We ask students to develop arguments, problem-solution essays, and literary analyses because we believe they promote higher levels of thinking. However, by making these assignments, we may be restricting their thinking.
Isn’t building an argument, in essence, an exercise in following a formula—making a claim, backing it up, countering the opposition, and so on? Of course, there is thinking going on during the writing, but not the kind that is truly mind-expanding. Instead, the writer focuses on making sure that all of the parts of the argument are stated effectively and arranged in the best way. The same is true with a problem-solution essay. What’s so intellectually stimulating about stating a problem, providing background information, discussing possible solutions, and highlighting the best one? As Thomas Newkirk says in Critical Thinking and Writing: Reclaiming the Essay, “When essays become formulaic, they hinder rather than foster critical thinking.”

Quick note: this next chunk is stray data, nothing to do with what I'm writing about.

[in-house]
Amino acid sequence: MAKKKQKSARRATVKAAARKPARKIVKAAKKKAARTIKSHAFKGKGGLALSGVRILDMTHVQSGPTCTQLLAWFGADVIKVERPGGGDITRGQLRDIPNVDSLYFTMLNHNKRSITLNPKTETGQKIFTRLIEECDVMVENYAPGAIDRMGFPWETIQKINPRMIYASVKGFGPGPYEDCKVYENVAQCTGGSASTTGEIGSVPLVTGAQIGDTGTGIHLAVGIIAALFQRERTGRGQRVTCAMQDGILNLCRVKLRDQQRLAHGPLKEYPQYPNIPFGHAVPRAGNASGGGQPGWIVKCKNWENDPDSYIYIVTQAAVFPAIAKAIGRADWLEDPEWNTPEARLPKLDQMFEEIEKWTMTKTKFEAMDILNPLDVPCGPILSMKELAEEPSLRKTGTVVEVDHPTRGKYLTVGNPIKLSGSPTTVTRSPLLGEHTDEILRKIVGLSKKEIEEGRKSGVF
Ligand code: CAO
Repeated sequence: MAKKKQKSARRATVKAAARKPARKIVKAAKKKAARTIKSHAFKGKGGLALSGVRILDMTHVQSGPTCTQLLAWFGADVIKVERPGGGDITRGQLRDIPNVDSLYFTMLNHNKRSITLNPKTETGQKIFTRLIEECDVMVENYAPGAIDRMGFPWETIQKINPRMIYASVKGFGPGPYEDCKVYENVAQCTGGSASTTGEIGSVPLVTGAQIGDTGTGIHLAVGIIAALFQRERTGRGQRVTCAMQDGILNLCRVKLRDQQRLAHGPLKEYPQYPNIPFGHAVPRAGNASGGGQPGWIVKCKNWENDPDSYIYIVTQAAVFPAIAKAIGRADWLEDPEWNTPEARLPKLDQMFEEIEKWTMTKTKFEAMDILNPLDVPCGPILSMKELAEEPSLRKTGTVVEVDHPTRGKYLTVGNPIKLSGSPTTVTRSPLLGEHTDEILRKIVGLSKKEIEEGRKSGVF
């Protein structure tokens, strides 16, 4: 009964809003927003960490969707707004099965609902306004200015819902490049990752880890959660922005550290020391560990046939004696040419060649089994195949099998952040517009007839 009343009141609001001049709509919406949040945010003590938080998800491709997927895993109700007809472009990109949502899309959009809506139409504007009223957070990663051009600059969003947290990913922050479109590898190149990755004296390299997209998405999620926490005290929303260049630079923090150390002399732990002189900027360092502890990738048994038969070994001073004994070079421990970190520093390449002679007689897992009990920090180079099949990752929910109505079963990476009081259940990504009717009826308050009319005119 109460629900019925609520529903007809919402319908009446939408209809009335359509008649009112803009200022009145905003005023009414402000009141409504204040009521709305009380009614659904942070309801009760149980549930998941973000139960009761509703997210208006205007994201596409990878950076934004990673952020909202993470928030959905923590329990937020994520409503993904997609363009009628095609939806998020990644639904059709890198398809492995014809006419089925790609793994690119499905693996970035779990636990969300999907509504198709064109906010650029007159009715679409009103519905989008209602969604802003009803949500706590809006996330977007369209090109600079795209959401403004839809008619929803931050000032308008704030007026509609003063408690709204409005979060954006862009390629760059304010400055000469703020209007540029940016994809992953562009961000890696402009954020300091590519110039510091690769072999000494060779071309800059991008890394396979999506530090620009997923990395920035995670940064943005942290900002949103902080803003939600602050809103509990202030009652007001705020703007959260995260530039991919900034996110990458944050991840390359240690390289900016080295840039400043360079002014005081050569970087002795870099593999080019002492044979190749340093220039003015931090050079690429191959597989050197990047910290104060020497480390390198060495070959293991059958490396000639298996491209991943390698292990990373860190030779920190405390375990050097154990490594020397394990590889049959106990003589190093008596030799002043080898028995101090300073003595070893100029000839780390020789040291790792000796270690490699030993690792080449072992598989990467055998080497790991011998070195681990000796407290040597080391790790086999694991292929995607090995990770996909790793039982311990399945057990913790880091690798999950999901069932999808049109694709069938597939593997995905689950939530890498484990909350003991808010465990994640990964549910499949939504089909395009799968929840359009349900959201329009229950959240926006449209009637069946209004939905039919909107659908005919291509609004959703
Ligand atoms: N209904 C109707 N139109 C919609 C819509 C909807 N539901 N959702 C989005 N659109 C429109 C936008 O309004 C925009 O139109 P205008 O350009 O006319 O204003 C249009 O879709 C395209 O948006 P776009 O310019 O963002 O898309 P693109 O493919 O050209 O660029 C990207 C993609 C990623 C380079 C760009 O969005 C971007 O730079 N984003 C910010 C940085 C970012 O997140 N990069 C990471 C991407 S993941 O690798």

Of course, students need to learn how to build academic essays. But really, how many problem-solution essays do students have to write before they get it? The same holds true for building arguments or shaping explanatory essays. In today’s English or composition classes, such essays are often assigned because of state standards and/or to help students prepare for district or state writing tests. But a steady diet of this stuff can be mind-numbing. How much enjoyment and intellectual stimulation do students really get from composing yet another process or comparison essay? It’s like facing a diet of the same things meal after meal. Tuna casserole again?